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Currently I set up a box of given length #1 and width #2 like this:

\newcommand{\mybox}[2]{
   This is a box of #1 by #2 centimeters:
   \framebox{\hbox to #1cm {\vbox to #2cm}}
}

% Usage:
\mybox{5}{8]

However this causes an error as it's not allowed to append cm to the parameters #1 and #2.

Is there a way to append a unit to a command argument? Unfortunately, it is not possible to pass the unit as an argument because I also use the parameters in their original raw form.

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2  
You shouldn't need \hbox and \vbox here. The optional arguments to the LaTeX \parbox command are designed to specify the required height and width. –  David Carlisle Jan 29 '12 at 11:53
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3 Answers

up vote 5 down vote accepted

You have no content for your second box, and are missing the required brace group:

\documentclass{article}
\newcommand{\mybox}[2]{%
   This is a box of #1 by #2 centimeters:
   \framebox{\hbox to #1cm {\vbox to #2cm{}}}%
}
\begin{document}
% Usage:
\mybox{5}{8}
\end{document}
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Thank you for your fast and simple answer! –  SecStone Jan 29 '12 at 21:55
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Here is a way of doing it, plus an alternative that doesn't use \hbox or \vbox, but zero-width rules rather:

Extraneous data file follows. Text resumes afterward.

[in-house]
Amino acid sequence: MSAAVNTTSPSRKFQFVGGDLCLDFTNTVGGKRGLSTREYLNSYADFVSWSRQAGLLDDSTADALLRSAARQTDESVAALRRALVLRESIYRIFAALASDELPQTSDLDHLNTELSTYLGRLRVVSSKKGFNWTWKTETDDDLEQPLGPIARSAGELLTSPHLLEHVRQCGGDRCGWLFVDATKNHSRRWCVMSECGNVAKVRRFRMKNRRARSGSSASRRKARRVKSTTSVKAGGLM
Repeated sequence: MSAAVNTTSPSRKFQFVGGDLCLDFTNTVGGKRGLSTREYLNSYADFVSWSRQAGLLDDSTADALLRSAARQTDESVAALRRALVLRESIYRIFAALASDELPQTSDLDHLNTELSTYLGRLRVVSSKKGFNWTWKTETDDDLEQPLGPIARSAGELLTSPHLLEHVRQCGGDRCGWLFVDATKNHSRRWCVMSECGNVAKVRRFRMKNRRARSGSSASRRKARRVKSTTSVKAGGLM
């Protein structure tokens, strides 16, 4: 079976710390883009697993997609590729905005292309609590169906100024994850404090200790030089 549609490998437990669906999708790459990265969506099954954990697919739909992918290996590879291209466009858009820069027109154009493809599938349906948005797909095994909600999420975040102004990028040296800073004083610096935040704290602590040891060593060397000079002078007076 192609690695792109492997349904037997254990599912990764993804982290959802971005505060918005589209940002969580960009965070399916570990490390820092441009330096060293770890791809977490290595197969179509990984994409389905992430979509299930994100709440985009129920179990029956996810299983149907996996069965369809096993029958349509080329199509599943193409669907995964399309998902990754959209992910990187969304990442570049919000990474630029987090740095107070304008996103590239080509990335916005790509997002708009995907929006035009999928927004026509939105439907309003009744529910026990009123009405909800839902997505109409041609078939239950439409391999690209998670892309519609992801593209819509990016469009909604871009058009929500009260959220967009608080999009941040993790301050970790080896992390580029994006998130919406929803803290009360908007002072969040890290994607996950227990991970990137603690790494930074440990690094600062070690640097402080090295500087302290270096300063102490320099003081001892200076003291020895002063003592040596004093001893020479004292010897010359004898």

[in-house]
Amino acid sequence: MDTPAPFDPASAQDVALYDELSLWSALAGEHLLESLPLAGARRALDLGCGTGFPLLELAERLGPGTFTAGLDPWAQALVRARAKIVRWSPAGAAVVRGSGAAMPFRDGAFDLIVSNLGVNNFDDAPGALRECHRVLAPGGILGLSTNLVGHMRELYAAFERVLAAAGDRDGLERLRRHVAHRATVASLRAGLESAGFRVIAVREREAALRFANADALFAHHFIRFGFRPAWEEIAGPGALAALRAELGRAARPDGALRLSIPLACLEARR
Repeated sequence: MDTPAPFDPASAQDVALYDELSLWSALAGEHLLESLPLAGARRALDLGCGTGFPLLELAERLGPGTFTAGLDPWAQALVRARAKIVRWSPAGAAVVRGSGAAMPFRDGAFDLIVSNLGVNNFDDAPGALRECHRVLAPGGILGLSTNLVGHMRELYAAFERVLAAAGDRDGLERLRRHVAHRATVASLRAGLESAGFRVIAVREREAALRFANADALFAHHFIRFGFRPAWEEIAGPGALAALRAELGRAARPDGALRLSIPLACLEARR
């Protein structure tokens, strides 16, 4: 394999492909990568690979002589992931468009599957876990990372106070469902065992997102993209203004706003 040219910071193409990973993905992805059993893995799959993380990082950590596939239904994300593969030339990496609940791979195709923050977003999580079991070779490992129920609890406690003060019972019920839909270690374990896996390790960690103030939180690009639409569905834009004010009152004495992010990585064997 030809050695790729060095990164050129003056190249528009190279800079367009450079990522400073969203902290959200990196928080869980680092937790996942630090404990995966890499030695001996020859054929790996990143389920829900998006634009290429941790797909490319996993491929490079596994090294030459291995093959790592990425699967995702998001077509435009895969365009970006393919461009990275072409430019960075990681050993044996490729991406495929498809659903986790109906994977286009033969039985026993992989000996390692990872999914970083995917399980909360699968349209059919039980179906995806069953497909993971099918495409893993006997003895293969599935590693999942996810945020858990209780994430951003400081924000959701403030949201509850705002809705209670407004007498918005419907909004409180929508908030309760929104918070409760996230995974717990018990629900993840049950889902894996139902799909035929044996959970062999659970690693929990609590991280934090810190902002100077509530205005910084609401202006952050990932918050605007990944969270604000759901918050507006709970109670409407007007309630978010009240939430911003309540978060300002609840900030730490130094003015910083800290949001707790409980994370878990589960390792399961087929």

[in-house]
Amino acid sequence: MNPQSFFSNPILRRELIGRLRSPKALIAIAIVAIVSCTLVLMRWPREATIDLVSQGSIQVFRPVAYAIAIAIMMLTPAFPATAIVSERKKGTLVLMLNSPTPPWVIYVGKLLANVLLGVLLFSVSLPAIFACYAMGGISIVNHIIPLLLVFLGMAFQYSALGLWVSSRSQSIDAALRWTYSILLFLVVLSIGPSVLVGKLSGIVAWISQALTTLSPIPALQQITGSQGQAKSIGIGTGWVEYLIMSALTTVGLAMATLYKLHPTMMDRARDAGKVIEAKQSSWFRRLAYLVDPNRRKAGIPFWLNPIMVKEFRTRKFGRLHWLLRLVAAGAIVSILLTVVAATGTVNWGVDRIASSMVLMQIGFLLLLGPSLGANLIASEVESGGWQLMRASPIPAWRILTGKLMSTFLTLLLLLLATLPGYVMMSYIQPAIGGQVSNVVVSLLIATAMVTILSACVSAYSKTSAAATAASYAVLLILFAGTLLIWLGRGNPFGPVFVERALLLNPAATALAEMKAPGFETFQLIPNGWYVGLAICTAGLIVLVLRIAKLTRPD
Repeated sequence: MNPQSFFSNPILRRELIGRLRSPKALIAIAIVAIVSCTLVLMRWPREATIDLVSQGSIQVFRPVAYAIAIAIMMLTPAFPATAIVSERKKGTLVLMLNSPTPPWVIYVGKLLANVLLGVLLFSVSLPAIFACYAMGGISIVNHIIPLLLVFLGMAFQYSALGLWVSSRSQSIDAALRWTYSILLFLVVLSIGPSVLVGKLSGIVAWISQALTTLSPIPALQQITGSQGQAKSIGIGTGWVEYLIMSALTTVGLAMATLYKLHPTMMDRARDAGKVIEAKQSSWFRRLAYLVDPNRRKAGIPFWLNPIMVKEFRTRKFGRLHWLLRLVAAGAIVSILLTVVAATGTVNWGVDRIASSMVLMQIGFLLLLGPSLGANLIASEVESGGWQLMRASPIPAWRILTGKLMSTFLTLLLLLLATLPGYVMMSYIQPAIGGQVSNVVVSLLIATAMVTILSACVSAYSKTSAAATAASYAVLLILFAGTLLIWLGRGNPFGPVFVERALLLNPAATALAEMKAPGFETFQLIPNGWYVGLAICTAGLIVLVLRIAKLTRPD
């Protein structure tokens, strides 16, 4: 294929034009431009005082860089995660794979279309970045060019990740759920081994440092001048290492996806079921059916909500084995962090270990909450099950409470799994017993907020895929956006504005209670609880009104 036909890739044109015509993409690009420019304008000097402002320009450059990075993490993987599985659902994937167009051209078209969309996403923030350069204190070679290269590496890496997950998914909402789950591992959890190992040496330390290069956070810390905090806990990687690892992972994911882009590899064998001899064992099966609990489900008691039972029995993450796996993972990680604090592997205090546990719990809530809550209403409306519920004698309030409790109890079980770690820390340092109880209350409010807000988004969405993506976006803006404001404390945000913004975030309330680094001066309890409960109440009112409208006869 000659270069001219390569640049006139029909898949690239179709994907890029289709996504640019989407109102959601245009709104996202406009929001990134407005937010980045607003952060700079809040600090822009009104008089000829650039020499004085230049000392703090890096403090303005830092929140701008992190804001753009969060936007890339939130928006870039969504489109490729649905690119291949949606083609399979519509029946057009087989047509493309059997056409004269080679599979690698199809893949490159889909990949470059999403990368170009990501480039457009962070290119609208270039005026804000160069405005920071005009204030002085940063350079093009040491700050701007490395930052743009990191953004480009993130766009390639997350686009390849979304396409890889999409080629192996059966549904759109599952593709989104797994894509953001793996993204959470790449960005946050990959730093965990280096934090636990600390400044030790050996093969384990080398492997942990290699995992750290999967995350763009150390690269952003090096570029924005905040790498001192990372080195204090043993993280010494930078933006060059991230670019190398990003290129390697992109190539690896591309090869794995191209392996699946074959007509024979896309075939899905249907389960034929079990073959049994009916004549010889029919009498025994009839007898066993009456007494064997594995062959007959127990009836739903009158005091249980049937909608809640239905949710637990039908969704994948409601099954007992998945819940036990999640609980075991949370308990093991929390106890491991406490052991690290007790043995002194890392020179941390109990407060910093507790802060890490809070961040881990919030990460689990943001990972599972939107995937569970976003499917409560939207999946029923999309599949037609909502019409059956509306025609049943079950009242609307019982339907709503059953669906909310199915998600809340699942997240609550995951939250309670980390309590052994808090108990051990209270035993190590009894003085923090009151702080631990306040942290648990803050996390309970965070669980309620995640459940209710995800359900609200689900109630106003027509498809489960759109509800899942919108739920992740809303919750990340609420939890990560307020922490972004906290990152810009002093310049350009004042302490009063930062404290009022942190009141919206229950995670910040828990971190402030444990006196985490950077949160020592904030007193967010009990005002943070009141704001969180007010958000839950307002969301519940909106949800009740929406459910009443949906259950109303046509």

Boxes of specific width/height in cm

\documentclass{article}
\newcommand{\mybox}[2]{%
   This is a box of~#1 by~#2 centimeters:
   \framebox{\hbox to \dimexpr#1 cm\relax {\vbox to \dimexpr#2 cm\relax{}}}%
}
\newcommand{\myboxx}[2]{%
  This is a box of~#1 by~#2 centimeters:
  \fbox{\rule{\dimexpr#1cm\relax}{0pt}\rule{0pt}{\dimexpr#2cm\relax}}%
}
\begin{document}
\mybox{5}{8} \par
\myboxx{2}{2}
\end{document}

The key to modifying your argument from number to dimension is to use \dimexpr. Also, similar to using \hbox to .. {...}, you need to enclose the \vbox to .. {...} with braces as well.

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A cheap way to add a default unit of measure to an argument is to say

\sbox0{\dimen0=#1cm}

(instead of cm one can use any legal unit of measure). If #1 is a number without a unit attached, the assignment will leave nothing to typeset in the box, which will have zero width. Otherwise cm will be typeset.

So here's a way:

\documentclass{article}
\newcommand\testforunit[2]{%
  \sbox0{\dimen#1=#2cm}%
  \ifdim\wd0=0pt
    \dimen#1=#2cm
  \else
    \dimen#1=#2\relax
  \fi}

\newcommand{\mybox}[2]{%
  This is a box of #1 by #2 (default unit centimeters):\hfill
  \begingroup\fboxsep=-\fboxrule
  \testforunit{0}{#1}\testforunit{2}{#2}%
  \framebox[\dimen0]{\rule{0pt}{\dimen2}}%
  \endgroup\par}

\begin{document}
\mybox{2}{3}

\mybox{2cm}{3cm}

\mybox{1in}{2in}
\end{document}

With \testforunit we perform the test on #2 adding cm if necessary and store the requested length in \dimen#1. The construction of the box is done with those two length but in a group where \fboxsep is set to \fboxrule, so that the frame will have the exact requested dimensions. In the example the first and second boxes are identical.

As suggested by Joseph, here is the "official" LaTeX kernel way of defining \testforunit:

\makeatletter
\newcommand{\testforunit}[2]{\@defaultunits\dimen#1=#2cm\relax\@nnil}
\makeatother

enter image description here

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Wouldn't \@defaultunits be as good an approach here (via a \dimen)? –  Joseph Wright Jan 29 '12 at 9:56
    
What about a \dim_set_withdefaultunit:Nnn \l_my_dim { #1 } { cm }? You'll need it, eventually. –  egreg Jan 29 '12 at 10:11
    
I'm not sure we will, actually :-) We have some need for this in implementing the NFSS in expl3, but there it's clear that the default unit is fixed (as pt). –  Joseph Wright Jan 29 '12 at 10:32
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